Q: Some environmentalists would argue that the people who want to have their --

MS. ROMASH: If you want to talk about the specific recommendations and what they are and what's behind them, I can put you in touch with somebody on the team.

Q: Yes, I would like on that one specifically.

MS. ROMASH: I don't think it's fair to ask John that question.

Q: Can I ask Mr. Osborne a question? In your book, and in other books like it, like "Profits in the Dark," which talked about Xerox, there are a couple of main themes. One is entrepreneurialship in government. It seems to me in your book, you're talking a lot about raising money through selling government services.

And the second theme is that it takes a long time -- no matter how many programs you do, just through the whole mindset to get through a work force. I mean, at Xerox it took like 10 years to get this idea of total quality management through.

So the question is, when you deal with something as huge as the federal government, A, did you consider any of these entrepreneurial things for selling services to raise money; and, B, how are you going to deal with the sort of work force mindset question?

MR. OSBORNE: A, yes we did. Read Chapter 4. They're in there. There's a lot of that. B, how do you do it? I mean, yes, it takes eight to 10 years. That's what the report says. That's what the Vice President says all the time. It's very difficult. This is going to be a long, tough slog. Even if Congress cooperates fully and passes everything we want, we have an organization of more than two million people and we have to change the culture. And it's going to be very difficult.

There are all kinds of ways you do it. You do it every way possible. Already we -- last April, asked every department to create a reinvention team and reinvention laboratories. The teams were to do what we were doing within the department: Figure out what to change. Figure out what regulations to get rid of, how to restructure, how to reorganize, how to change the budget process, whatever. Figure out what to change. The laboratories were to begin experimenting -- taking this particular program or this particular work process and reengineering it -- redesigning it. You've got thousands and thousands of people already at work in the federal government, a lot of them very excited doing that. Now, we have to just continue to roll that out. I mean, we have to do that for 10 years essentially.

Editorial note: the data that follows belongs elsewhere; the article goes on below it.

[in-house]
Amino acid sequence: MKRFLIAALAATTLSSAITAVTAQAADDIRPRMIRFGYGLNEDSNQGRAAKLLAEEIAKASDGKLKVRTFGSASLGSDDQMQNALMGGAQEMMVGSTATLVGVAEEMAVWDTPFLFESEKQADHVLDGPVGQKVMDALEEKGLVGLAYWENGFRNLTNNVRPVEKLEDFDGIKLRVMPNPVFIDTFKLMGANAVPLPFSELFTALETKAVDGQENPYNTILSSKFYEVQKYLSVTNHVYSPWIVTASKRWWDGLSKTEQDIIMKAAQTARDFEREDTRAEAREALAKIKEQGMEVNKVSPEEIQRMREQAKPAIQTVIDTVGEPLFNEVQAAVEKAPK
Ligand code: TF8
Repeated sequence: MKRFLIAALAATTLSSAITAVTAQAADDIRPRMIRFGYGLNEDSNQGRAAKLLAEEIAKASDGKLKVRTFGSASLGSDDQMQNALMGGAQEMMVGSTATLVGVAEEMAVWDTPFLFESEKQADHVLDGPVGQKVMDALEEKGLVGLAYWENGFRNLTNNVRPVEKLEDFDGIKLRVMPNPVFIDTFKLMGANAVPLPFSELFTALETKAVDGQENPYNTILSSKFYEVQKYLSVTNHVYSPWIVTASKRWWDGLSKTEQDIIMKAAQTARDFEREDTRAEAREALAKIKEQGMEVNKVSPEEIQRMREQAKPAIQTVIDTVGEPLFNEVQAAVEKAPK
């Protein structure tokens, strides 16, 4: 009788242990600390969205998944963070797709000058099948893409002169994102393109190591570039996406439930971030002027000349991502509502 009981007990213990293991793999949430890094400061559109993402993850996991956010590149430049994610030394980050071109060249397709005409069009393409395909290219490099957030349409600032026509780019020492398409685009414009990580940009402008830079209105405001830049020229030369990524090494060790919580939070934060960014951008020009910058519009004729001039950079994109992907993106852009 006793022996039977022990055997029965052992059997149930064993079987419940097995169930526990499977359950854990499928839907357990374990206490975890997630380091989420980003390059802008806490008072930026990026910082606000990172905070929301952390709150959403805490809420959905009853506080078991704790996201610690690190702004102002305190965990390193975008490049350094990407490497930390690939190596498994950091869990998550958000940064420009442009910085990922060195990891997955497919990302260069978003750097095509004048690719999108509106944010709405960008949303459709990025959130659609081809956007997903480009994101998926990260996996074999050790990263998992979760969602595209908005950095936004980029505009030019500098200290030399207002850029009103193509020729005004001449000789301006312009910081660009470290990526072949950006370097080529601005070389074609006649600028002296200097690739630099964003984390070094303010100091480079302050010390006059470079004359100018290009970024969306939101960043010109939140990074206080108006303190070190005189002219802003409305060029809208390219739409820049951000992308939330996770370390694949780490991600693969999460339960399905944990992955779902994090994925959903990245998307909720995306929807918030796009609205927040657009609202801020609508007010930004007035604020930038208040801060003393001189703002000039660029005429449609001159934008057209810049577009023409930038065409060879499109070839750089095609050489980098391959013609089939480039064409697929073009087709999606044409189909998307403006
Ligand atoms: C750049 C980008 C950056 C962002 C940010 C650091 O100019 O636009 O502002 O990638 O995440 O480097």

Q: The one branch that you didn't have a design team working on, which has its own, is Congress.


Q: Now, what is there in here that is implicit that requires change on the part of the Legislative Branch? Biennial budgeting is obviously one. But what are some other things that have to do with congressional reform?

MR. OSBORNE: A number of things about the budget process, such as less earmarking, less micromanagement through the budget process so that managers can manage their funds in a rational way rather than having them earmarked into little pots of money.

The ability to say, okay, when a program doesn't spend all of its money in a fiscal year, that agency can keep half of that money. That's a change in behavior on the part of Congress. If you keep doing it the way we've done it, you give everybody a very powerful incentive, as all of you know, to spend all their money by the end of the fiscal year. So there's a huge rush in September. We want to change that.